New research from our friends at Common Sense Media uncovers some thumbs-up trends.

By Tiana - James Beard Award-Winning Chef and Restaurateur

We’re always talking about how kids these days are addicted to screens. Even though teens and tweens are glued more strongly to their devices, the latest report from Common Sense Media shows that kids ages 8 and under aren’t spending any more time with media than they did six years ago. The 2017 survey included a representative sample of 1,400 parents from diverse backgrounds from all regions of the country.

Of course, that doesn’t mean that things haven’t changed. Overall, kids are spending a total of 2 hours and 19 minutes per day on screen media (:42 for kids 0 to 2; 2:39 for kids 2 to 4; 2:56 for kids 5 to 8). But the amount of time kids spend with mobile devices has tripled—from 15 minutes a day in 2011 to 48 minutes in 2017—while their time spent watching TV and DVDs, playing video games, and using a computer has declined. Regardless of socioeconomic status, nearly every child now has access to a mobile device: 98 percent of families have a smartphone (as compared with only 41 percent in 2011) and 42 percent of kids have their own tablet.

The nonprofit organization, whose mission is to help kids and families “thrive in a world of media and technology,” knows that we’re not putting the genie back in the bottle. “We’re focused on helping parents make good choices, and helping kids become smart media consumers,” says Michael Robb, director of research at Common Sense Media.

Here are other pieces of good news:

  1. Kids still love books. Despite the allure of screens and devices, kids are still reading or being read to for a half-hour per day. Print books, rather than e-books, rule.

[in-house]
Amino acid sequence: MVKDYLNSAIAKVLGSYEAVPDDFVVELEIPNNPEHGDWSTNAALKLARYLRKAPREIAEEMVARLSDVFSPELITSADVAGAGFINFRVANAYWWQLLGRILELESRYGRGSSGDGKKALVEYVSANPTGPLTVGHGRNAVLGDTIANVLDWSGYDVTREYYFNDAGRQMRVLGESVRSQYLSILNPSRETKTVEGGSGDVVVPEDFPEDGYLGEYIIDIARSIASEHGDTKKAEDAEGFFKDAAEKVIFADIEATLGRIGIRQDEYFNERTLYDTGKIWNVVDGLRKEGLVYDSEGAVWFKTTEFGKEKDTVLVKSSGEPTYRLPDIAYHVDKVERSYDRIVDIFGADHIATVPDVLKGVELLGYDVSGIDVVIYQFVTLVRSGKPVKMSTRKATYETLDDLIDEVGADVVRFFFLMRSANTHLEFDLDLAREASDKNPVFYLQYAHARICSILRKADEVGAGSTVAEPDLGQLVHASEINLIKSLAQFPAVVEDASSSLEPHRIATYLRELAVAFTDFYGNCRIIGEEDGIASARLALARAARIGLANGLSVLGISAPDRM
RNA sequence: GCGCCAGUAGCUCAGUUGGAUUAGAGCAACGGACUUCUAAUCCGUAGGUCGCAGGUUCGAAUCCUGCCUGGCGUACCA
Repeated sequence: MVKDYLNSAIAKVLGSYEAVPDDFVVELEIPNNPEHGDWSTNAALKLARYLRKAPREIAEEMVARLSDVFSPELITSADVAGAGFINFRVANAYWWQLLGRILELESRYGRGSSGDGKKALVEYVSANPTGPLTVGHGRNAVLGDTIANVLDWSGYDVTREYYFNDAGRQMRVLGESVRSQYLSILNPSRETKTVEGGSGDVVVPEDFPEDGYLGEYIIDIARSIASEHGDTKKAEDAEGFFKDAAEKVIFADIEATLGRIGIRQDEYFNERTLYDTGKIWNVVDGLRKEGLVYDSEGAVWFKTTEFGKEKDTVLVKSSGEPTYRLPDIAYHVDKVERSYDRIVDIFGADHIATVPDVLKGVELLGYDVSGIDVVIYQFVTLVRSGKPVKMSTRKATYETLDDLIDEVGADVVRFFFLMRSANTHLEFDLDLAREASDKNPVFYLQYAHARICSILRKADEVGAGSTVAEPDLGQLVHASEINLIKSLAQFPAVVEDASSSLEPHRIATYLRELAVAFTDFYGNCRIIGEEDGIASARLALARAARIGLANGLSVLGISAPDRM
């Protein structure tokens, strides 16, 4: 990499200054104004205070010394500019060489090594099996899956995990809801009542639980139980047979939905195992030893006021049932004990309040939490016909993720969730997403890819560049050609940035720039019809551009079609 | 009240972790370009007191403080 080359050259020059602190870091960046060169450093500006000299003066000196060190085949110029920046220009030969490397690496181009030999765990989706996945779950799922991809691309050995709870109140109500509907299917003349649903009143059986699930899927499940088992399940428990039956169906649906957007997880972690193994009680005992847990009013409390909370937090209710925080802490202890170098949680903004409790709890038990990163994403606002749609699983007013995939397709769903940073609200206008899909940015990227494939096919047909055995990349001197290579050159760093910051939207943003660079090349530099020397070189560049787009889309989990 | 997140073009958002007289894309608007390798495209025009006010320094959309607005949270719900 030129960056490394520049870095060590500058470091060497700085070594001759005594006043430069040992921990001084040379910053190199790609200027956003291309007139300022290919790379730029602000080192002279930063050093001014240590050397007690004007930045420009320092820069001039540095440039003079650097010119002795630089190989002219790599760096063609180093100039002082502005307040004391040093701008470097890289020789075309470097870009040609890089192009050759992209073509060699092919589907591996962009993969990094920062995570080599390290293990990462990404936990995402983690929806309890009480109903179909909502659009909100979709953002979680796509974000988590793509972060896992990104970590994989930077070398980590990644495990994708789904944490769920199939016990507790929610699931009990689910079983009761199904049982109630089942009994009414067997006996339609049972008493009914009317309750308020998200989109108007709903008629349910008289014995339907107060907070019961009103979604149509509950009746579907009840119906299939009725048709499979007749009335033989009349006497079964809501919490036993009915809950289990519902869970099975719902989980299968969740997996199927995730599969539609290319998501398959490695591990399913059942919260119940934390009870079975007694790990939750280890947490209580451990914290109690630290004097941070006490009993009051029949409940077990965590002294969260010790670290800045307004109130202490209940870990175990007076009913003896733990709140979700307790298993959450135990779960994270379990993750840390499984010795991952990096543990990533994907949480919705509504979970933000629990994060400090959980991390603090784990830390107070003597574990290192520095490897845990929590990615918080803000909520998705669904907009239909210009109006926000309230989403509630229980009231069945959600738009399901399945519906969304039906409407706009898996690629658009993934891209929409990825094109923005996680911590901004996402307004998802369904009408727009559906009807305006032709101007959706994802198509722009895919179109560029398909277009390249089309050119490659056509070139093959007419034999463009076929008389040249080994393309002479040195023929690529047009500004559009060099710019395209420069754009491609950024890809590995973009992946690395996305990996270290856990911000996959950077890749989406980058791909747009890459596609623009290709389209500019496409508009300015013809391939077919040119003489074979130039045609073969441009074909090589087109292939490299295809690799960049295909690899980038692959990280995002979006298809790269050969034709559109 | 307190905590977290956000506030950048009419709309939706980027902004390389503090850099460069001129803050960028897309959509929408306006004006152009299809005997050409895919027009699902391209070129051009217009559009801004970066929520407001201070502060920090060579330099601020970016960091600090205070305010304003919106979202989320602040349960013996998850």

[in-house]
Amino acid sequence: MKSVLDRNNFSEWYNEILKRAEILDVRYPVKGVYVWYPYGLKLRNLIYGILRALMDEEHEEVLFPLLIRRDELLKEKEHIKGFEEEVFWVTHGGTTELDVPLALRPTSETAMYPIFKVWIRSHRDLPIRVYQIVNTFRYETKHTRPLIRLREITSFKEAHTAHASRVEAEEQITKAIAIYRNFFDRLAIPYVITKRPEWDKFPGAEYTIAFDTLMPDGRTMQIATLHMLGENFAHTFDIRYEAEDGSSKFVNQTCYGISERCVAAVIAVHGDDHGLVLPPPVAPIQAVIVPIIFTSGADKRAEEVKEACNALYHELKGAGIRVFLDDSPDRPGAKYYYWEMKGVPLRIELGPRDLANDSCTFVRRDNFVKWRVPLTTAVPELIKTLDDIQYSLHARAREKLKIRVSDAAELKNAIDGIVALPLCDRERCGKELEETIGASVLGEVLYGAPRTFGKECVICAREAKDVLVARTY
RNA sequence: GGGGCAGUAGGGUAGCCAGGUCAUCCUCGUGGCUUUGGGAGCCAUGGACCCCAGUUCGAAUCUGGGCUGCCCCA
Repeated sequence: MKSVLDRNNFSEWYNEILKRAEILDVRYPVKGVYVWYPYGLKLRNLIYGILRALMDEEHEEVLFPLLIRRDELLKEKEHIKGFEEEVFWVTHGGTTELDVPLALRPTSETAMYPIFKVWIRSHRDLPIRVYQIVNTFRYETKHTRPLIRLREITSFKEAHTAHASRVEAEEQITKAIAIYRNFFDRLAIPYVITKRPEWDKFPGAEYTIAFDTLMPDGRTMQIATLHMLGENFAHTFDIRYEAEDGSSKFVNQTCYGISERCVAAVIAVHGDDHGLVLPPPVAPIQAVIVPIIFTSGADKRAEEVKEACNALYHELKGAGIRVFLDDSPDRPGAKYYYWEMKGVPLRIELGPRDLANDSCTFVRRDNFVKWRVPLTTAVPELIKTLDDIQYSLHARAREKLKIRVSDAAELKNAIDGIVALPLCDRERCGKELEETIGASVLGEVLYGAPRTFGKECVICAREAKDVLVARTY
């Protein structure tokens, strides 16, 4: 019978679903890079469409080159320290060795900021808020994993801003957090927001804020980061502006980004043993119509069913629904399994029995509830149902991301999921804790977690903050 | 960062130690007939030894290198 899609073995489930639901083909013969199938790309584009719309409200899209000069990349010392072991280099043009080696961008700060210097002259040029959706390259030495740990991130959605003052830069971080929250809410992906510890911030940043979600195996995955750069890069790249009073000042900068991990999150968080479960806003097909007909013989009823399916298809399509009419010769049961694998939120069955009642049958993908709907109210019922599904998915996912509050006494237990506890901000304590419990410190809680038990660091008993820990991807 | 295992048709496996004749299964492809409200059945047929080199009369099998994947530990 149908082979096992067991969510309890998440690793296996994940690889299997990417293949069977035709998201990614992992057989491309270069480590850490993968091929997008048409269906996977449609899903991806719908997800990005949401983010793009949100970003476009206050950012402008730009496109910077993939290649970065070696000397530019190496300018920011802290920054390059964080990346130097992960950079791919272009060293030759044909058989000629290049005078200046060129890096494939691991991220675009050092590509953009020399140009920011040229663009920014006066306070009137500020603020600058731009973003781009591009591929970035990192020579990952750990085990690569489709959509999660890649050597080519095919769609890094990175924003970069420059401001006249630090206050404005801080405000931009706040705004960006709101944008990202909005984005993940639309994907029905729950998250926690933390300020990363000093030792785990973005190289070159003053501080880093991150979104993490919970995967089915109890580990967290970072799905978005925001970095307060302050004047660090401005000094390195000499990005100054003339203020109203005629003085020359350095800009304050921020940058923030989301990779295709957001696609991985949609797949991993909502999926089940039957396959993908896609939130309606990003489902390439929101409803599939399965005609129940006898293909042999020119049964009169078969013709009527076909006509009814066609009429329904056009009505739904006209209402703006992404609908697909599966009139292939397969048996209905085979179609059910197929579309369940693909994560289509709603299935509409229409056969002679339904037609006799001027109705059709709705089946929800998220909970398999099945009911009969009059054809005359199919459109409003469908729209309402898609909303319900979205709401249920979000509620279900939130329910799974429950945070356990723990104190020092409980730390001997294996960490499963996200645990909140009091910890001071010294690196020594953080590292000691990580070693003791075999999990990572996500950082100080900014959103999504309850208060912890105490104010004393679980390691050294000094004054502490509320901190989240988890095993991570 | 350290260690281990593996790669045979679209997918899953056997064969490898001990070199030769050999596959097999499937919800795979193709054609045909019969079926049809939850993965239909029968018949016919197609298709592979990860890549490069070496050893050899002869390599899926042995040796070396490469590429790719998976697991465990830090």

2. Fewer kids have a TV in their bedroom. In 2011, 42 percent of kids had one, and now only 29 percent do. Pediatricians have been urging parents to make this move to improve kids’ sleep. However, nearly half of kids still often or sometimes watch TV or videos or play video games in the hour before bedtime—which doctors discourage.
  3. Babies and toddlers are watching somewhat less. Even though most young children are using screen media, they’re watching for an average of 42 minutes a day, as compared with 53 minutes in 2013. “For children under age 2, treat screen time like you do a book. Put your child in your lap, and watch together. It can be a great opportunity to help build vocabulary,” advises Robb.


“The new American Academy of Pediatrics guidelines have more nuance than the old ‘No screens before age 2’ rule,” adds Anya Kamenetz, author of the forthcoming book, The Art of Screen Time. “Researchers say that video chatting with grandparents and dancing along to a favorite music video can be beneficial. On the other hand, pacifying toddlers with short videos—while tempting—should be used like M&Ms: Only when you really need to!”

The new study only looked at the quantity of kids’ screen time, not quality. Looking for some ideas of what to watch together? Check out our list of the 50 Best Movies For Kids.



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